commending President Roosevelt for
hia services in bringing about peace
between Russia and Japan.
PRICE TWO CENTS.
Family of MutuaPs Pres
ident Harvest So
SON KNOWS LITTLE
Professes Ignorance of Fath
er's Salary Fixed by Fi
Now York. Oct. C Robert 11. Me-
Curdy. general n -anager of the Mutual
Life Insurance company, was again a
witness today in the insurance Investi
gation. McCurdy said the salaries of
the Mutual Life officers were fixed by
the finance committee. He did not
know the salary of the president, and
lid not know the finance committee
ever fixed the president's salary.
MrCunha ! Mnc-h.
New York. (V. ('. A flood of gold of
istonishing size and swiftness tlows
from the strong box of the Mutual Life
Insurance company to the pockets ot
President Richard A. McCurdy and
his relatives, according to testimony
jiven yesterday before the legislative
Son of l'ra-ll-nt Mul llloh.
It was shown that since 1SS2, when
Robert H. McCurdy, the sou of the
president of the company, became a
partner at the ai;e of 22 in the Mu
tual's metropolitan agency, operated
under the firm name of Charles H.
Raymond & Co.. his income from com
missions on new business and renewal
premiums from Uiat source and from
the company's foreign business has
amounted to $l.To.".;si. In addition to
that sum he has been receiving a sal
ary of $30,000 since July 1. 1SDJ. as the
general manager of the Mutual.
.SoD-iii-l.tiMT (.(-In HI.
Facts were also brought out show
fug that Ixiuis A. Thebaud, who be
came Richard A. McCurdy's son-iu-law
in lSNfi and was made a partner In tha
Raymond metropolitan agency in lSln.
has received in net profits since tho
latter date $l::2,s:il, that sum being
his share under tho partnership ar
rangement with Col. Charles H. Ray
mond. FERRY AND BRIDGE
MONOPOLY IS HIT
President Orders Department of Jus
tice to Act in St. Louis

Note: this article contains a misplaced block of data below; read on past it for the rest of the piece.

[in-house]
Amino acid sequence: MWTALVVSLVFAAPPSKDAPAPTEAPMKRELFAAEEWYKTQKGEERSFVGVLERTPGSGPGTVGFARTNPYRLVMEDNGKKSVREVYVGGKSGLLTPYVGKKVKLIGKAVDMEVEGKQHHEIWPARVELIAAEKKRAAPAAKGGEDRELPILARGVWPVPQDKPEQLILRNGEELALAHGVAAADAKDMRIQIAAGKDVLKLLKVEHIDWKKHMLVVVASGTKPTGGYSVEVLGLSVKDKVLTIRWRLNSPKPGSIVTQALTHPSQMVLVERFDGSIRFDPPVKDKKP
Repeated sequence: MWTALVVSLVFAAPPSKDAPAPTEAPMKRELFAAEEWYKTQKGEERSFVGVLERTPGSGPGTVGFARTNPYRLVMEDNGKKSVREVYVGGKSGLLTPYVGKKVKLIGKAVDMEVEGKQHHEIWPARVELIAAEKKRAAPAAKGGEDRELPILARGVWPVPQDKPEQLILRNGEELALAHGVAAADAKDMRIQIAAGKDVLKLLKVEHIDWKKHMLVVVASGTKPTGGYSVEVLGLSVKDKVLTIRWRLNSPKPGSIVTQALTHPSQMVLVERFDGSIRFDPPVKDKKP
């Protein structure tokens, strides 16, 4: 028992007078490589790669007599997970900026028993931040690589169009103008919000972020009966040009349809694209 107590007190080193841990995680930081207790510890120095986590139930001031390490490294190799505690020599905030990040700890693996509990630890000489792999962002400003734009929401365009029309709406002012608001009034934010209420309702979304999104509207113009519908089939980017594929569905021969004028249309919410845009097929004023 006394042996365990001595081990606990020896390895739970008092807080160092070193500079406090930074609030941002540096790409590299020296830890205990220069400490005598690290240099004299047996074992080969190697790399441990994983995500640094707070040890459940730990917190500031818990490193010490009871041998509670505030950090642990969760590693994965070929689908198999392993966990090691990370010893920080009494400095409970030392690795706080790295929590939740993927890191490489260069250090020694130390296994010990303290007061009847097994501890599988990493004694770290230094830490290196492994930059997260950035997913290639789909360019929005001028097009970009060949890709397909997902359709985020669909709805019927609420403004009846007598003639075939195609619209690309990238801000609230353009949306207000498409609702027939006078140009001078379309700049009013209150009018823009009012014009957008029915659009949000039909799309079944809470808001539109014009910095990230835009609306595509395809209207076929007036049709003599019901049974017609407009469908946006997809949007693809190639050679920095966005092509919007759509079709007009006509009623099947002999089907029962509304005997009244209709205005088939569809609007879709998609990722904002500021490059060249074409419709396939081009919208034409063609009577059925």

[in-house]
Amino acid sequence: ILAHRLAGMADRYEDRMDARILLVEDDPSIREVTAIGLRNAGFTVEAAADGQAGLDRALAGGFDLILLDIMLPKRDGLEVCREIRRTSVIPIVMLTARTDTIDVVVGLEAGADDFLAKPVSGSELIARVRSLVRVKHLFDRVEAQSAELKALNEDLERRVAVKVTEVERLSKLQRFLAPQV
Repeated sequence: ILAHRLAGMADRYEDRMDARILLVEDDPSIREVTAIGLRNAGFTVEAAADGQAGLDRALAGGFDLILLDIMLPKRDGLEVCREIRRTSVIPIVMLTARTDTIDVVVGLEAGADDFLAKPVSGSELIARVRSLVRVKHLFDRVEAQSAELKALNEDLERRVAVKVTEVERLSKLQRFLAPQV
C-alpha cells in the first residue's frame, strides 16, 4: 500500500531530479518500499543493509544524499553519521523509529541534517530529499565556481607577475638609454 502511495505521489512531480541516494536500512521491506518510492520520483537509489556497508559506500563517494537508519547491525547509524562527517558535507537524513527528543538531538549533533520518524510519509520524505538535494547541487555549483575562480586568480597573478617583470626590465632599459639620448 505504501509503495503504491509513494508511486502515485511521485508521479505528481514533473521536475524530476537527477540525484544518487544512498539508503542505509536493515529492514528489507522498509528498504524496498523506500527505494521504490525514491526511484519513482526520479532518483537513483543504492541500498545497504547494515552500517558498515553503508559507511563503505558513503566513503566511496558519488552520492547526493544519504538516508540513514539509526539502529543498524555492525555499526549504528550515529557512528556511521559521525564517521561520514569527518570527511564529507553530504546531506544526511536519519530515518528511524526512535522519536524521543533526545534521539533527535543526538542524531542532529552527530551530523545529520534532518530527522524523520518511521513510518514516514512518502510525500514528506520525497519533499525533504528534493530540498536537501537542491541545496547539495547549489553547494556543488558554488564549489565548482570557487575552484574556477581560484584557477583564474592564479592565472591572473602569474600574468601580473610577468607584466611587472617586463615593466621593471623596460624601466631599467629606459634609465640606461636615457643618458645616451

Washington. Oct. Fpon leaving
the White House today after the ses
sion of the cabinet Attorney General
Moody made the following announce
"It. WiiH detei mint d by i he president
that upon the complaint pending In the
department of Justice against the mo
nopolization of bridges and ferries
across tlx- M ississippi into St. louis.
appropriate action should be begun by
the attotyiey general."
FIRE DAMAGES HOUSE
ON THIRTIETH STREET
Residence Was Brick Structure and
Loss Was Limited Originated on
Porch at Rear.
Fire di.-covi red about 10;j' last
evening caused $L'on damage to the
Tcg l r property. "1 1 Thirtieth street.
at present occupied by J. II. Hubbel
and family. The fire, it seems, orig
inated in the wood work of the rear
porch, and when discovered had ex
tended into the roof over the kitchen.
It is supposed that he fire was caused
by hot ashes thrown near the porch
early in the evening. The firemen had
some difficulty in extinguishing the
blaze, owing to the fact that the
flames had worked under the roof and
into the. walls. The building Is a brick
structure, and the flames were easily
confined to the rear of the house.
Married Twenty-five Years.
Mr. and Mrs. K. G. Frazer. long time
resident or this city, are being remem
bered by their many rriends today, as
thiH is th- 2"th anniversary of their
marriage, having been married Oct. C.
ISSu. Because of the serious illn'-ss of
their daughter, festivities which had
been planned to be held at the homo
this evening, have been abandoned.
UNDER A BUILDING
St. Petersburg. Oct. 0. A flve-stoTy
buildiug in course of constructon col
lapsed today. One hundred workmen
are buried iu the ruins.